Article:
Reducing e-waste recycling risks in Ghana
How researchers are working to help mitigate the effects of toxic pollution at Agbogbloshie, a notorious dump for the world’s e-waste
Posted by Brian Owens on September 17, 2019
In the middle of Accra, the capital of Ghana, sits Agbogbloshie, one of the largest and oldest electronic waste recycling sites in Africa. The eight-hectare scrapyard takes in used electronics from Europe, the United States, India and China, which workers disassemble to recover reusable parts or valuable metals, such as the copper inside wires and cables, for recycling.
But the work is not done by employees in safe, controlled workshops in a formal recycling centre. Instead, informal workers get at the useful electronic parts by burning off the rubber and plastic insulation that surrounds them out in the open. It’s the fastest, easiest and cheapest way for these people to do so, and can earn them US$15-$20 per day, which is considered a decent amount. But the pollution they create can exact a heavy toll.
“They can make a good living, but at a cost to their health,” says Andrés Sánchez, a senior program specialist at IDRC. Burning the rubber and plastic can release fumes that contain heavy metals such as lead, mercury and chromium, and dangerous chemicals such as dioxin into the air. And it’s not just the workers who suffer. About 40,000 people live close to Agbogbloshie, and the fumes affect them, too.
To understand the impact of the pollution created at Agbogbloshie, IDRC is collaborating with the Fogarty International Center of the United States’ National Institutes of Health to establish a West Africa Global Environmental and Occupational Health (GEOHealth) Hub in Accra, one of seven such research and training centres around the world that the two organizations help support as part of the Global Environmental and Occupational Health initiative. The West Africa GEOHealth Hub will help inform policy and develop solutions to help reduce the impact of pollution but will also study the health risks of other parts of the informal economy in the region, including small-scale gold mining and transportation
“We know the work is dangerous, but we don’t have evidence of what the effects of specific activities are,” says Julius Fobil, a professor in the department of biological, environmental and occupational health at the University of Ghana who is leading the West Africa GEOHealth Hub project.
Fobil and his colleagues have been conducting medical checks, testing blood and urine to measure the e-waste workers’ chemical exposure, and studying how the pollutants can cause lung and kidney damage, or cause long-term chronic diseases such as cancer in the future. They also have plans to look at how the pollution affects the health of children and pregnant women who live and work near Agbogbloshie. “It’s a close examination of the risks and health impact on workers and the wider community,” says Sánchez.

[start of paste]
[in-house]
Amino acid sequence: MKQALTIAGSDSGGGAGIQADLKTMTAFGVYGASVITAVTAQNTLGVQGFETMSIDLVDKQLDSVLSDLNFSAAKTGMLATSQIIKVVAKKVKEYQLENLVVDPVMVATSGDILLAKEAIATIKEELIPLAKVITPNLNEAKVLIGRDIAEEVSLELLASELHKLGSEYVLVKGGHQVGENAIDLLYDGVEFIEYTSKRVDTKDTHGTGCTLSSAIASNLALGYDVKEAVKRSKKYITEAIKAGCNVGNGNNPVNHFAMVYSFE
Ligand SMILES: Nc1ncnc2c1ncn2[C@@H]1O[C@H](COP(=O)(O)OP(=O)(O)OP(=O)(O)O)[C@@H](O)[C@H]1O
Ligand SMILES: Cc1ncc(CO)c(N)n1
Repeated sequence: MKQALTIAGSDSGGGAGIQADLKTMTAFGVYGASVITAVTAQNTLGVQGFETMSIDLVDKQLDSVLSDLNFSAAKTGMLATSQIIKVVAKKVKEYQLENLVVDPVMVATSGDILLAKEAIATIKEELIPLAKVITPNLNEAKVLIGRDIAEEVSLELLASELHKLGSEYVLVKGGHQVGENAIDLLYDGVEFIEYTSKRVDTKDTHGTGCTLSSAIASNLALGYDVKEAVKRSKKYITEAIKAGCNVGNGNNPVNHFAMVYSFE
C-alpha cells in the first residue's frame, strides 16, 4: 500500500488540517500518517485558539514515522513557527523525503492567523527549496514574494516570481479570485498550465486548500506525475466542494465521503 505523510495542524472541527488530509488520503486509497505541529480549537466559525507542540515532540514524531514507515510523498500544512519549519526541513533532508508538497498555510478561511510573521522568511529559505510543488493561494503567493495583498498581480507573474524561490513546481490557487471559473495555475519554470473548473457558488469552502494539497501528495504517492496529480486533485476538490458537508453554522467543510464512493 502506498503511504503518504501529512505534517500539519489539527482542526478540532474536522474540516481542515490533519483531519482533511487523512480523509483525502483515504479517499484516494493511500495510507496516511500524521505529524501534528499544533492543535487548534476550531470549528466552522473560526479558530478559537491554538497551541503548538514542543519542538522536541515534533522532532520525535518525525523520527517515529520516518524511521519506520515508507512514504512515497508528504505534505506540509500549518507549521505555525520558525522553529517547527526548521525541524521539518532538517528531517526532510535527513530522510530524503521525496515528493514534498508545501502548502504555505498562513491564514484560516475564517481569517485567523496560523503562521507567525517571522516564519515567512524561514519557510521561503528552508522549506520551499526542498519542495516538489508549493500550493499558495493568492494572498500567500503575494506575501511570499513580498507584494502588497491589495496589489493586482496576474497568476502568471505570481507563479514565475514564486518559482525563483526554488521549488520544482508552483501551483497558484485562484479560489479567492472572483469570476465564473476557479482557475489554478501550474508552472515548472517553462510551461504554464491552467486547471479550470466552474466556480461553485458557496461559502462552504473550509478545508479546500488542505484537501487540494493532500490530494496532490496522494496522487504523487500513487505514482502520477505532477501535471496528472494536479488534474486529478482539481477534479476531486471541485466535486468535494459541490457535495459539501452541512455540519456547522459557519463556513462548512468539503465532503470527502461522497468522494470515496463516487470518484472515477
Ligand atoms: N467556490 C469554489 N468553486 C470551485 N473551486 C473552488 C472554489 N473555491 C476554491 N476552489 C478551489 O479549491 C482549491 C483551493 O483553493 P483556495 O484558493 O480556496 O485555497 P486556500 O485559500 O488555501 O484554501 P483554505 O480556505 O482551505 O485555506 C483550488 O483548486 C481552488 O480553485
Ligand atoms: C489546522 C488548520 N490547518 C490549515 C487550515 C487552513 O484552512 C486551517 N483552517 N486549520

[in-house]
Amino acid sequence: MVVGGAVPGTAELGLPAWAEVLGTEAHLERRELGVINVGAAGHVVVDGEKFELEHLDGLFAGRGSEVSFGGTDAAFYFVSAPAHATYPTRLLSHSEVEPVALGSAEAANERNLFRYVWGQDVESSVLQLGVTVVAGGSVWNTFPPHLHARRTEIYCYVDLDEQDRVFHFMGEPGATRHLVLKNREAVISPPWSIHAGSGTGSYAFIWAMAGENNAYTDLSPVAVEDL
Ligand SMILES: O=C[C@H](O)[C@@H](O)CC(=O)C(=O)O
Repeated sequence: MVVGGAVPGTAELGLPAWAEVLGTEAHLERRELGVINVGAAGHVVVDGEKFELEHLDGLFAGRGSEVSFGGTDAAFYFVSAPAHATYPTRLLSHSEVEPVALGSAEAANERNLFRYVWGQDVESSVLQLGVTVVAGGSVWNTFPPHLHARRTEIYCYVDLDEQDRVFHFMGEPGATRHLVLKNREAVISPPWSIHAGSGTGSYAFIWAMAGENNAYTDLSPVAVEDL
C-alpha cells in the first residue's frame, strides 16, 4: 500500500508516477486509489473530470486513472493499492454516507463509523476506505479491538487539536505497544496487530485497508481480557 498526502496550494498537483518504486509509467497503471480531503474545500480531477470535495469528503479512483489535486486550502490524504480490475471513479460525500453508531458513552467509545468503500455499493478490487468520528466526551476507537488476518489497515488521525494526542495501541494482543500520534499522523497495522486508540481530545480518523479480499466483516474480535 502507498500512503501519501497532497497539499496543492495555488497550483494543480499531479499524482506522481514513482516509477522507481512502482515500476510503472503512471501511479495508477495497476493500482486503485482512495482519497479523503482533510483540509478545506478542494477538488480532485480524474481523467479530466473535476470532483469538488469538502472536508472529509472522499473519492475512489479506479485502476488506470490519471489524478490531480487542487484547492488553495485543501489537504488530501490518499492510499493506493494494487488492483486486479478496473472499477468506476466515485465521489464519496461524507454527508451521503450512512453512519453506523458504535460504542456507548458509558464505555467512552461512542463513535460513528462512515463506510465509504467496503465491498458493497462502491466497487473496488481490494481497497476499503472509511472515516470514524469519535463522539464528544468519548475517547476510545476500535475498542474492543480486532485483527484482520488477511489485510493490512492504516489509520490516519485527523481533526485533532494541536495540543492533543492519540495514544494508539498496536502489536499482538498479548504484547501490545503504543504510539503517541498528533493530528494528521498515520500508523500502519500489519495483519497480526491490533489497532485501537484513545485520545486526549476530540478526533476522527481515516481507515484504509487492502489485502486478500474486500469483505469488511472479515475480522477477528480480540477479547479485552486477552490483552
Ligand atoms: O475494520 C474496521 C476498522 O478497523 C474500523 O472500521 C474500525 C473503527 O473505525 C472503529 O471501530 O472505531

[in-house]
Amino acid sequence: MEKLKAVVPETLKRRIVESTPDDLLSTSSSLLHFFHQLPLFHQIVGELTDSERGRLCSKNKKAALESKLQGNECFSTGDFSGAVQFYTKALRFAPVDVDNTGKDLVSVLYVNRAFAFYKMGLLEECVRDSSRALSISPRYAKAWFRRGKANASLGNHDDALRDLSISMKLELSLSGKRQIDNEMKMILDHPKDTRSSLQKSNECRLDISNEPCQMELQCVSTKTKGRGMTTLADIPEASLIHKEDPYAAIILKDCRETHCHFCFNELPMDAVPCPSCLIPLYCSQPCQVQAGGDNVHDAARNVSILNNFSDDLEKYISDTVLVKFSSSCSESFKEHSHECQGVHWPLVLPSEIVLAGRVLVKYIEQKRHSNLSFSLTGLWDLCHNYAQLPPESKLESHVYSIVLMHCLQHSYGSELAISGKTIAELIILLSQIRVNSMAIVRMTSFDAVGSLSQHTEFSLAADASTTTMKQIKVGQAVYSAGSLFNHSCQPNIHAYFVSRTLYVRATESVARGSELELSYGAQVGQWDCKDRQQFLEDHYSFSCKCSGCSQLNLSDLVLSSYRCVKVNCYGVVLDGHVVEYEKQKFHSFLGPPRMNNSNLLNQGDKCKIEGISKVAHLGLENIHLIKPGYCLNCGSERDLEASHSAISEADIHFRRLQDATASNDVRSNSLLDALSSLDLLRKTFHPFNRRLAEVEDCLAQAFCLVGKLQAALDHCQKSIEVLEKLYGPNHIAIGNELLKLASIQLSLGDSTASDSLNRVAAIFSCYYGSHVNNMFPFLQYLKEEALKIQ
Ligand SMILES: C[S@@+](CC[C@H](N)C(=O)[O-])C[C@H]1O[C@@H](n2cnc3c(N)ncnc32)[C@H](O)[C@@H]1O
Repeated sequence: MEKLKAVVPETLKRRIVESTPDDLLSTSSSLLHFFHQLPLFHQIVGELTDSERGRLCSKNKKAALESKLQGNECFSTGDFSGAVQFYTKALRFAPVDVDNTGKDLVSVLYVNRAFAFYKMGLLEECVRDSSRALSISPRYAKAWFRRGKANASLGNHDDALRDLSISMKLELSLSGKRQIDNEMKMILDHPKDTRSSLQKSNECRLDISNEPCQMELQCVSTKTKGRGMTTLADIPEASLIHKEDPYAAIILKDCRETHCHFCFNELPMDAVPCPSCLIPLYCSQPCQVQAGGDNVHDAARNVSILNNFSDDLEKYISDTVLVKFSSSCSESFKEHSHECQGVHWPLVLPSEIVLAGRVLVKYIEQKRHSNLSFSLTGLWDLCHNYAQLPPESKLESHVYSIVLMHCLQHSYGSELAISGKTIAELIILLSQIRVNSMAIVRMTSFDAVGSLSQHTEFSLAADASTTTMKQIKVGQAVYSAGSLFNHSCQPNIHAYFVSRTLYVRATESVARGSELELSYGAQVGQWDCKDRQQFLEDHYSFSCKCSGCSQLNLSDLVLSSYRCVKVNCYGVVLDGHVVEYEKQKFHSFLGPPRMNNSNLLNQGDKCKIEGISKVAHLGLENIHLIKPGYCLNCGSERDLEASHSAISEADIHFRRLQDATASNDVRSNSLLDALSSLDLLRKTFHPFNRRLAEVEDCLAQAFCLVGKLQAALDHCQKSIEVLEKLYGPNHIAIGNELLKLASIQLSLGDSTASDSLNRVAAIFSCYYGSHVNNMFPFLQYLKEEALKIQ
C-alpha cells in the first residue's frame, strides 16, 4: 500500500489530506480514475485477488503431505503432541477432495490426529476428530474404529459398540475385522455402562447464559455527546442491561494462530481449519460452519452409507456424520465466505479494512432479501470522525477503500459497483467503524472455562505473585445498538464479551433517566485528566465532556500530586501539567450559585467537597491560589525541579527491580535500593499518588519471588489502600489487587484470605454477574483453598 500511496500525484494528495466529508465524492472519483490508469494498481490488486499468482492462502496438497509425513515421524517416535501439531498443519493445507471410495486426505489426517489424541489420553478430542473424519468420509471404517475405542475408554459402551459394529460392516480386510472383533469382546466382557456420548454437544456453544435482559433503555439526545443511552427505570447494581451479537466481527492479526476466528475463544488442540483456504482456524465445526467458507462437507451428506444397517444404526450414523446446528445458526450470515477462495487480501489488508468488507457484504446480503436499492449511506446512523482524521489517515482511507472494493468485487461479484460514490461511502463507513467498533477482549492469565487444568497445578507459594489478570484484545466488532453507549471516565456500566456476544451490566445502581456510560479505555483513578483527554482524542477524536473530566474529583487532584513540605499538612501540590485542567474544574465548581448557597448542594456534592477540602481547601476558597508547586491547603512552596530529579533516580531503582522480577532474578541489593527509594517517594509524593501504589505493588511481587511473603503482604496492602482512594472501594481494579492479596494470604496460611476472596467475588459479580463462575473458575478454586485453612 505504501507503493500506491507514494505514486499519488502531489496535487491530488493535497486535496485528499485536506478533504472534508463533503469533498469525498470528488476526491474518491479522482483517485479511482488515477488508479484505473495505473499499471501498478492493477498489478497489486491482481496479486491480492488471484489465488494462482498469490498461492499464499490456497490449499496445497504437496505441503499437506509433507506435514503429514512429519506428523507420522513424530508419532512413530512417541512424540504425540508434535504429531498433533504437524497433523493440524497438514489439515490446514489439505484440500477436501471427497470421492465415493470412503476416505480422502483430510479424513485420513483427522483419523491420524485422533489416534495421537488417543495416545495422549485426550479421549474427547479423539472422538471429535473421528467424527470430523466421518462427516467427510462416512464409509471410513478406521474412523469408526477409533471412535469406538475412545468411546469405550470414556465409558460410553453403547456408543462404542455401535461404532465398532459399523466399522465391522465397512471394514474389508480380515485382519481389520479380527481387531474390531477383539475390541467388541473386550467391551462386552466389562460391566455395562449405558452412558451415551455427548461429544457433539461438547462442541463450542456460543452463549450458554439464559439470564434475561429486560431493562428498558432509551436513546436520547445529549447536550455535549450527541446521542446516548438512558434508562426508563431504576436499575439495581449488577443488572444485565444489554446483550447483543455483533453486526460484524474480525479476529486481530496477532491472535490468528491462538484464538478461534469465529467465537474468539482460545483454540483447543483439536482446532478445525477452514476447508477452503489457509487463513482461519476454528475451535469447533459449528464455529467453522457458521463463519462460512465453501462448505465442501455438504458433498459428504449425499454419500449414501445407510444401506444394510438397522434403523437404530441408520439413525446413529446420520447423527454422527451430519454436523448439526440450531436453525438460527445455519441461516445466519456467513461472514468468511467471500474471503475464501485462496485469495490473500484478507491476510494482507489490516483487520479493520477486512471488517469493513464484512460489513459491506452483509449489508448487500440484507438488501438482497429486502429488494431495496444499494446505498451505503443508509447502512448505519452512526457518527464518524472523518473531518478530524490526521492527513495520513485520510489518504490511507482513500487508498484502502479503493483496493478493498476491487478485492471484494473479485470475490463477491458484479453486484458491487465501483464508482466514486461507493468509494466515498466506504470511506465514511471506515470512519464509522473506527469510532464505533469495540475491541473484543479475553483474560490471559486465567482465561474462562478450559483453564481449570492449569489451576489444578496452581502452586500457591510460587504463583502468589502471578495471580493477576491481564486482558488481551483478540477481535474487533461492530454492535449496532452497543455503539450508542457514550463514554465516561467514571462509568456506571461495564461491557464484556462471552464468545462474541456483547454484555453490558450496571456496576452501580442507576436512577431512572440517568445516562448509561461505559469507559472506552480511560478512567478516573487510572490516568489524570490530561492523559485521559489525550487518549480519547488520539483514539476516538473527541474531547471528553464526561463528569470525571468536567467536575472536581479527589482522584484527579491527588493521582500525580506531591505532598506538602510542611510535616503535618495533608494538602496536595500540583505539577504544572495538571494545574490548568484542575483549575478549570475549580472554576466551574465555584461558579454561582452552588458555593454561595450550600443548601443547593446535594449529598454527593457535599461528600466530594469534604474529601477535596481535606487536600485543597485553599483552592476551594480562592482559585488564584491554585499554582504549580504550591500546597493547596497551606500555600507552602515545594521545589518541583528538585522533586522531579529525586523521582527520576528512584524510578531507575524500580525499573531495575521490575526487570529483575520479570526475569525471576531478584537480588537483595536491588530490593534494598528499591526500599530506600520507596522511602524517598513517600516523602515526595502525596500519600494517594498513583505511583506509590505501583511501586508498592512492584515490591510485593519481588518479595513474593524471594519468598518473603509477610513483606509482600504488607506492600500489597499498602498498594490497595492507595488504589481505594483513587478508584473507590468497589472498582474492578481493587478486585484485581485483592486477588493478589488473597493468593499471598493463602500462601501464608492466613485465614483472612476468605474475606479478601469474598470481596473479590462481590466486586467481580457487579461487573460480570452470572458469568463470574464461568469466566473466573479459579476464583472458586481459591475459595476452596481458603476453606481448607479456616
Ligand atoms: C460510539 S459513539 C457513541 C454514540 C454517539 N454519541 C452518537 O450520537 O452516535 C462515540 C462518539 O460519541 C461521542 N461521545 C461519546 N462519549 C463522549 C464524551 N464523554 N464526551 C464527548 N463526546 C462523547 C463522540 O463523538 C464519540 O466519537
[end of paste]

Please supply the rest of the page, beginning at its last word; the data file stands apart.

The workers are not unaware of the health risks they face, says Fobil. For years, NGOs have been educating them about the dangers of unsafe recycling practices, and providing equipment that could make doing such a job safer. But those projects rarely consult with the workers enough to understand what they need or what kinds of equipment they’d actually use.
For example, they’ve been offered machines that can strip the insulation from copper wire, which is safer than burning it, but these devices generally take too long to do the job and require too much manpower to operate, so the yield is too low to be attractive. The unsafe working practices are driven not by ignorance, but by necessity. “These are poor people, so it’s attractive to burn the cables because it doesn’t cost anything,” says Fobil. “So the workers don’t really use the interventions provided.”
Researchers with the West Africa GEOHealth Hub are focused on consulting with the workers to try and develop alternative solutions to reduce their exposure to harmful chemicals. “We want to go there with engineers and find out what kinds of machines would actually work for these people,” says Fobil.
The increasing importance of electronics in everyday life around the globe means that finding safe and effective ways to recycle them is becoming more important. “The amount of e-waste is increasing at a rapid rate,” says Sánchez. “So the problem is not going away. We need solutions to better manage it.”
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This is part of an ongoing series of stories on international development projects supported by Canada’s International Development Research Centre, presented in partnership with Canadian Geographic. The stories appear online once a month at idrc.canadiangeographic.ca.
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